The Cognition group works within the general approach of cognitive science, which brings the ideas and methods of cognitive psychology, neuroscience, linguistics, philosophy, and computer science to bear on the scientific investigation of mental processes and representations. Group members examine language processing at different levels of organization, ranging from speech perception to sentence-level processing, and they examine issues in conceptual structure and cognitive development. Other areas of investigation include executive control and memory, with examination into lifespan development and factors influencing cognitive and brain health. Group members interact at weekly meetings that include talks by outside guest speakers, presentation of ongoing research projects by faculty and students within the group, and discussion of recent papers within the broad area of cognitive science.

Specific topics under investigation include the nature of phonological competence and its interaction with reading ability; interactions between working memory and various levels of structural, conceptual, and discourse knowledge during the processing of spoken and written language; the effects of culture and experience on categorization, reasoning, and conceptual development; the influence of causal knowledge on categorization, memory, and decision making; and the influence of health factors on childhood brain health, cognition, and academic achievement.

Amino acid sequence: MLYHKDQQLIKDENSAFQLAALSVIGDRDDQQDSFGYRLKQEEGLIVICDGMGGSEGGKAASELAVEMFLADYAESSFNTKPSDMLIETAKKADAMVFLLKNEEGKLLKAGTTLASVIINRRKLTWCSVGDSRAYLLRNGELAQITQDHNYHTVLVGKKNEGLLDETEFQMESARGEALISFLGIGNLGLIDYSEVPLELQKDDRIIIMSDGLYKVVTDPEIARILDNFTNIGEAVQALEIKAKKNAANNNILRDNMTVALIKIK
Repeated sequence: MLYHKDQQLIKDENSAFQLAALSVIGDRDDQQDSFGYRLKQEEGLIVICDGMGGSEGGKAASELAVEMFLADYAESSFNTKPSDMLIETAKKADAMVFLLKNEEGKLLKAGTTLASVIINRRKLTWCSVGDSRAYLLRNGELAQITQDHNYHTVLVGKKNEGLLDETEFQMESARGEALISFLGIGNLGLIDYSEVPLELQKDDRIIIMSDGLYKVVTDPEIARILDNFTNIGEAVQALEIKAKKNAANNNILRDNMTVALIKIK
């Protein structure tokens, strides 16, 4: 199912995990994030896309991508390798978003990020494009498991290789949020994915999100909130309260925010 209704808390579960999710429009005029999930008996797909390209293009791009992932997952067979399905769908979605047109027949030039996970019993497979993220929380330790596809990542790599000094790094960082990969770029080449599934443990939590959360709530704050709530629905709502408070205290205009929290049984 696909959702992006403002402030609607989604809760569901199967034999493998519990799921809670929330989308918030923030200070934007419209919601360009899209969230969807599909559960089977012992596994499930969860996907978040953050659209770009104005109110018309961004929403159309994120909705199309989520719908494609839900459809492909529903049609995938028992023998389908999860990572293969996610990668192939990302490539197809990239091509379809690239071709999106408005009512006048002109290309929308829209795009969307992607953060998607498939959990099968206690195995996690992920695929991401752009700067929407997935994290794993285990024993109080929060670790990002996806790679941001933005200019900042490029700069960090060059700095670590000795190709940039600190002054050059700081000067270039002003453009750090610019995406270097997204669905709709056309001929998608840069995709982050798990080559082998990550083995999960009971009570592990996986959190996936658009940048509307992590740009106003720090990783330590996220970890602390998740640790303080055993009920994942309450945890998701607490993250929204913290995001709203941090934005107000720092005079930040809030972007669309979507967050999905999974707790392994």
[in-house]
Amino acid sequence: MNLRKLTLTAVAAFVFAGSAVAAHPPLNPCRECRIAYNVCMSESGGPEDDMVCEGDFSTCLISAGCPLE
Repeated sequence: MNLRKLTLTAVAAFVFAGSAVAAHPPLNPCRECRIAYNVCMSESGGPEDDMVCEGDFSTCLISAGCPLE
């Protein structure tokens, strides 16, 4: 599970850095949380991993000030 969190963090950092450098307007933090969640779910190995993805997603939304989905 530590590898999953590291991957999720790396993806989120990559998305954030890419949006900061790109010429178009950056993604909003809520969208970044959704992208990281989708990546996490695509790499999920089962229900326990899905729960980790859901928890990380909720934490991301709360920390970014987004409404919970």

Facilities

State-of-the-art facilities are available for the experimental investigation of a wide range of topics in cognition. The group’s laboratories provide computer-based equipment and facilities for preparing and editing visual and auditory materials, including the editing, analysis and synthesis of speech; eye-tracking and other equipment for running online studies of language and cognitive processing; and facilities for conducting studies of categorization and reasoning. In addition to laboratory studies, opportunities exist for field research in conceptual structure and reasoning with both children and adults, and in clinical thinking with health care professionals and patients. Active research associations with other regional and national universities provide additional technical resources and collaborative opportunities.